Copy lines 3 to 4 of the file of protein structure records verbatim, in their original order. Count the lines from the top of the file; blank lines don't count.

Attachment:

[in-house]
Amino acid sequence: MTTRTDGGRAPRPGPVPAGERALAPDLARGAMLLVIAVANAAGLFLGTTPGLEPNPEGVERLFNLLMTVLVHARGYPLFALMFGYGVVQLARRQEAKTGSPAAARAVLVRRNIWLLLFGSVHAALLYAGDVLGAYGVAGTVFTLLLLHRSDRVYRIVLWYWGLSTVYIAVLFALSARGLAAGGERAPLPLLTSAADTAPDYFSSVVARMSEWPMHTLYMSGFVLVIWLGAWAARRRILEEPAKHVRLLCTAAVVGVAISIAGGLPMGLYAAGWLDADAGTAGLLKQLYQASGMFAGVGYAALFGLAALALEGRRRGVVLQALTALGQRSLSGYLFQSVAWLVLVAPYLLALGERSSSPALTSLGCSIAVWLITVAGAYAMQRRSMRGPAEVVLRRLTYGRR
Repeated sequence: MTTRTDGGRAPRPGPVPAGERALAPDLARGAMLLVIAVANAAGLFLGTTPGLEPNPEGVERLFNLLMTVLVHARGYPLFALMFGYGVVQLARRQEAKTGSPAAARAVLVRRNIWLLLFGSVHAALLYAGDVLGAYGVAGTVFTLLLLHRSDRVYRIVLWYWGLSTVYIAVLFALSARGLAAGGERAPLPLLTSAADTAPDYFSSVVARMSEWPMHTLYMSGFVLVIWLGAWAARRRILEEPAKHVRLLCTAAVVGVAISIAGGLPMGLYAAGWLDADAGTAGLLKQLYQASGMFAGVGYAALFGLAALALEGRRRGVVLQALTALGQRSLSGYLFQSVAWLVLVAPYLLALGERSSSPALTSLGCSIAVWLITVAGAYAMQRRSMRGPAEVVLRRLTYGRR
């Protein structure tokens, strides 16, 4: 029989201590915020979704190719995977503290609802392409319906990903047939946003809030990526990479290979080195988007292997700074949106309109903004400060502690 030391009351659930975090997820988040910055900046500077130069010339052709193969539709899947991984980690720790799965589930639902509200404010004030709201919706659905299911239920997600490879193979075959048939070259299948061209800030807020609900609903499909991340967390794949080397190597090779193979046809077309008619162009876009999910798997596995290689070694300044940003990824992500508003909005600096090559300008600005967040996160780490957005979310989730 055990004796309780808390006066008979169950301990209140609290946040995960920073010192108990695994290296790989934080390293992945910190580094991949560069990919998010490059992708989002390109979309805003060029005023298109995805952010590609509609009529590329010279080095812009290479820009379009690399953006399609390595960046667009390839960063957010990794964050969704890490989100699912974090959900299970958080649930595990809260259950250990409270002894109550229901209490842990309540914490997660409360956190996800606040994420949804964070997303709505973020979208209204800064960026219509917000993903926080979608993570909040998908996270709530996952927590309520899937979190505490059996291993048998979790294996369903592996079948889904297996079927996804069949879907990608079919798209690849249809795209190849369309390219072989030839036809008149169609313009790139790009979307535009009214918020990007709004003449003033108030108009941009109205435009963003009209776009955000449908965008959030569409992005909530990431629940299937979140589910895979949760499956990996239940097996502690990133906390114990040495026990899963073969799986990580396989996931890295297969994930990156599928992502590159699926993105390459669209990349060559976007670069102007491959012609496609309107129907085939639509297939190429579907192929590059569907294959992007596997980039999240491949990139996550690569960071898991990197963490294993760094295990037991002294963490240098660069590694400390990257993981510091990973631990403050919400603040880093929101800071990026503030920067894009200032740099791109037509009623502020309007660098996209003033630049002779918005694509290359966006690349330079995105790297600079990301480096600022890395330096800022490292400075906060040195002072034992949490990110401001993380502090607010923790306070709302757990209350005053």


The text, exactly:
Repeated sequence: MTTRTDGGRAPRPGPVPAGERALAPDLARGAMLLVIAVANAAGLFLGTTPGLEPNPEGVERLFNLLMTVLVHARGYPLFALMFGYGVVQLARRQEAKTGSPAAARAVLVRRNIWLLLFGSVHAALLYAGDVLGAYGVAGTVFTLLLLHRSDRVYRIVLWYWGLSTVYIAVLFALSARGLAAGGERAPLPLLTSAADTAPDYFSSVVARMSEWPMHTLYMSGFVLVIWLGAWAARRRILEEPAKHVRLLCTAAVVGVAISIAGGLPMGLYAAGWLDADAGTAGLLKQLYQASGMFAGVGYAALFGLAALALEGRRRGVVLQALTALGQRSLSGYLFQSVAWLVLVAPYLLALGERSSSPALTSLGCSIAVWLITVAGAYAMQRRSMRGPAEVVLRRLTYGRR
């Protein structure tokens, strides 16, 4: 029989201590915020979704190719995977503290609802392409319906990903047939946003809030990526990479290979080195988007292997700074949106309109903004400060502690 030391009351659930975090997820988040910055900046500077130069010339052709193969539709899947991984980690720790799965589930639902509200404010004030709201919706659905299911239920997600490879193979075959048939070259299948061209800030807020609900609903499909991340967390794949080397190597090779193979046809077309008619162009876009999910798997596995290689070694300044940003990824992500508003909005600096090559300008600005967040996160780490957005979310989730 055990004796309780808390006066008979169950301990209140609290946040995960920073010192108990695994290296790989934080390293992945910190580094991949560069990919998010490059992708989002390109979309805003060029005023298109995805952010590609509609009529590329010279080095812009290479820009379009690399953006399609390595960046667009390839960063957010990794964050969704890490989100699912974090959900299970958080649930595990809260259950250990409270002894109550229901209490842990309540914490997660409360956190996800606040994420949804964070997303709505973020979208209204800064960026219509917000993903926080979608993570909040998908996270709530996952927590309520899937979190505490059996291993048998979790294996369903592996079948889904297996079927996804069949879907990608079919798209690849249809795209190849369309390219072989030839036809008149169609313009790139790009979307535009009214918020990007709004003449003033108030108009941009109205435009963003009209776009955000449908965008959030569409992005909530990431629940299937979140589910895979949760499956990996239940097996502690990133906390114990040495026990899963073969799986990580396989996931890295297969994930990156599928992502590159699926993105390459669209990349060559976007670069102007491959012609496609309107129907085939639509297939190429579907192929590059569907294959992007596997980039999240491949990139996550690569960071898991990197963490294993760094295990037991002294963490240098660069590694400390990257993981510091990973631990403050919400603040880093929101800071990026503030920067894009200032740099791109037509009623502020309007660098996209003033630049002779918005694509290359966006690349330079995105790297600079990301480096600022890395330096800022490292400075906060040195002072034992949490990110401001993380502090607010923790306070709302757990209350005053």